508 S., Paperback
Irmela Hijiya-Kirschnereit (Hrsg.)
Abe Kôbô, Literary StrategistThe Evolution of his Agenda and Rhetoric in the Context of Postwar Japanese Avant-garde and Communist Artists' Movement
aus der Reihe Iaponia Insula, Studien zu Kultur und Gesellschaft Japans, Bd. 13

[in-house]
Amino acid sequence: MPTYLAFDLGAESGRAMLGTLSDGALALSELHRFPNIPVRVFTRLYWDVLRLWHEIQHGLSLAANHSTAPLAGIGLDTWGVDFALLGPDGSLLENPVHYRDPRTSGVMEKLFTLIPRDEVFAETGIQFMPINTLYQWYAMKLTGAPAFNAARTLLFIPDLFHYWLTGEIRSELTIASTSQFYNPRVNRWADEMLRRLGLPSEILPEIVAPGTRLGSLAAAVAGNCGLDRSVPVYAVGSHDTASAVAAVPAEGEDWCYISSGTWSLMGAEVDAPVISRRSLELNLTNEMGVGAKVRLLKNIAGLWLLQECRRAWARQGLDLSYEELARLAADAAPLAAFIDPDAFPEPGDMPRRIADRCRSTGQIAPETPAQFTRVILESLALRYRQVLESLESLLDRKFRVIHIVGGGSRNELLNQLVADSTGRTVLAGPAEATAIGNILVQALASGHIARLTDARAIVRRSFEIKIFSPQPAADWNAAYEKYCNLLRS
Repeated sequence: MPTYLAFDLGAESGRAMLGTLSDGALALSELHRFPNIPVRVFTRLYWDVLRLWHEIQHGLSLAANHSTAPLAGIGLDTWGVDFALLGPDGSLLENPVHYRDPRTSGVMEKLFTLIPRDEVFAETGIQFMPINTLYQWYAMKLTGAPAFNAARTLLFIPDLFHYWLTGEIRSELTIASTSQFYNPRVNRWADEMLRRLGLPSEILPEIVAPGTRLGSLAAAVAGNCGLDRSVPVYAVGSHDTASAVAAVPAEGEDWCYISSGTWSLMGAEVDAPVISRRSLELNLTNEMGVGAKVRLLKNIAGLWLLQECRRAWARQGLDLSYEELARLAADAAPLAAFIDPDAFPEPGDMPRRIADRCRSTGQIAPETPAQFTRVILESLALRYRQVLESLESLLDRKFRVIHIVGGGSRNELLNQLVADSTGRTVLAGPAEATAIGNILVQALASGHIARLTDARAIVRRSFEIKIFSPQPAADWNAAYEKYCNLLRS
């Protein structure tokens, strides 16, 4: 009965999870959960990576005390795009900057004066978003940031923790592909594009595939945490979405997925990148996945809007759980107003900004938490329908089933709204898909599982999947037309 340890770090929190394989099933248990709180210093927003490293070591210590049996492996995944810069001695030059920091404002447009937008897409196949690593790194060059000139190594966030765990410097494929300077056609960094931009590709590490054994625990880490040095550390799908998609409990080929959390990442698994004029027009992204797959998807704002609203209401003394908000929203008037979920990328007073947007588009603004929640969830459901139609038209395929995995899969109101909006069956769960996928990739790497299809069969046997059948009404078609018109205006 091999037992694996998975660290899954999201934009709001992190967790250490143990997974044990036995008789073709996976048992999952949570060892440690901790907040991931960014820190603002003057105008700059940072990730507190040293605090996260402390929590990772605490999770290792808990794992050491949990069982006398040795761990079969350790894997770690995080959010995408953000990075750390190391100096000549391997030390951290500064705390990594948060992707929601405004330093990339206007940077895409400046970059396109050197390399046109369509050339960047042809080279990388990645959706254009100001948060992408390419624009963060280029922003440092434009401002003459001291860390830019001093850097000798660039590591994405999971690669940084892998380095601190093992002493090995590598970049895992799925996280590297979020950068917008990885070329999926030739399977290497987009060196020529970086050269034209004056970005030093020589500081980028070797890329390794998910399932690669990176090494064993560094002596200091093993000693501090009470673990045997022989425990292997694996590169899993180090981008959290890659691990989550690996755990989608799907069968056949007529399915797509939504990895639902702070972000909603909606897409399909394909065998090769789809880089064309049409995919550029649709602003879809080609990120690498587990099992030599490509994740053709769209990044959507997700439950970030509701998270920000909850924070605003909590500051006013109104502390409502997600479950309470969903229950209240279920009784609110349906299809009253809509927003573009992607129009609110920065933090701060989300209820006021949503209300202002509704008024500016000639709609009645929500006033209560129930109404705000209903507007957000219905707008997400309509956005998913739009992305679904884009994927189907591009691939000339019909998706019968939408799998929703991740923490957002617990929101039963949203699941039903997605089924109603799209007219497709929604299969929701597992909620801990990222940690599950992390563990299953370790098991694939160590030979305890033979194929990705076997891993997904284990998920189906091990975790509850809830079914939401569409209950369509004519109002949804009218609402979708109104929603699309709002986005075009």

Among the great authors of postwar Japan, Abe Kōbō (1924–1993) is the mechanic. Works such as The Woman in the Dunes (1962), which brought him worldwide renown, conduct a profound analysis of human existence, while revelling in technical detail. The early postwar years were not only formative for Abe as a writer and political activist, they were also formative years for Japanese literature, culture, and politics. While progressing, in his own words, "from existentialism, to surrealism, and on to Communism", Abe published numerous treatises, tracts and other essays of various kinds concerning revolutionary aesthetics and the historic role of the arts, between artistic autonomy and social commitment. Abe's essays show the maturing of both his artistic and aesthetic agenda, and of his essay style. This process also involves political disillusionment, raising the question of what bearing Abe's earlier radical positions have on his more mature work. This study examines Abe Kōbō's programmatic essays written between his repatriation from Manchuria in 1947 and his expulsion from the Communist Party in 1962. The texts are placed in the context of the artistic and political groups in which he was active, and of the broader literary issues of the time, centring on the quest for a new beginning in literature.